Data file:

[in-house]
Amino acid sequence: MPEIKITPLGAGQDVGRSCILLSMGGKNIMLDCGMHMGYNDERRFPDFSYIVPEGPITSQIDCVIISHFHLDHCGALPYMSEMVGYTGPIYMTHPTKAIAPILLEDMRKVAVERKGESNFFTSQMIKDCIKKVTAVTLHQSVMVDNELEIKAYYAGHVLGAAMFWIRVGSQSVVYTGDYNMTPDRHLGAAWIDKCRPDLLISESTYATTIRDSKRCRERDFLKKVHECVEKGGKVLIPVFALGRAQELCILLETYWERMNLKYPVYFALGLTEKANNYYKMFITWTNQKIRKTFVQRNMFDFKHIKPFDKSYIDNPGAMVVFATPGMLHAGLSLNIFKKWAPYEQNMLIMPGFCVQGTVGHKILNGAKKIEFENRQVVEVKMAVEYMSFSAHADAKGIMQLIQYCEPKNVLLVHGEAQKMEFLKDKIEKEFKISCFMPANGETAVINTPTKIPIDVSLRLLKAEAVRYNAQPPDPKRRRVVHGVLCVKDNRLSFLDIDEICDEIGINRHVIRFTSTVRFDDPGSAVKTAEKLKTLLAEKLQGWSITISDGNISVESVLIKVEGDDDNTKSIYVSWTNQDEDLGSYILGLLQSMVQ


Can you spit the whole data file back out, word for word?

[in-house]
Amino acid sequence: MPEIKITPLGAGQDVGRSCILLSMGGKNIMLDCGMHMGYNDERRFPDFSYIVPEGPITSQIDCVIISHFHLDHCGALPYMSEMVGYTGPIYMTHPTKAIAPILLEDMRKVAVERKGESNFFTSQMIKDCIKKVTAVTLHQSVMVDNELEIKAYYAGHVLGAAMFWIRVGSQSVVYTGDYNMTPDRHLGAAWIDKCRPDLLISESTYATTIRDSKRCRERDFLKKVHECVEKGGKVLIPVFALGRAQELCILLETYWERMNLKYPVYFALGLTEKANNYYKMFITWTNQKIRKTFVQRNMFDFKHIKPFDKSYIDNPGAMVVFATPGMLHAGLSLNIFKKWAPYEQNMLIMPGFCVQGTVGHKILNGAKKIEFENRQVVEVKMAVEYMSFSAHADAKGIMQLIQYCEPKNVLLVHGEAQKMEFLKDKIEKEFKISCFMPANGETAVINTPTKIPIDVSLRLLKAEAVRYNAQPPDPKRRRVVHGVLCVKDNRLSFLDIDEICDEIGINRHVIRFTSTVRFDDPGSAVKTAEKLKTLLAEKLQGWSITISDGNISVESVLIKVEGDDDNTKSIYVSWTNQDEDLGSYILGLLQSMVQ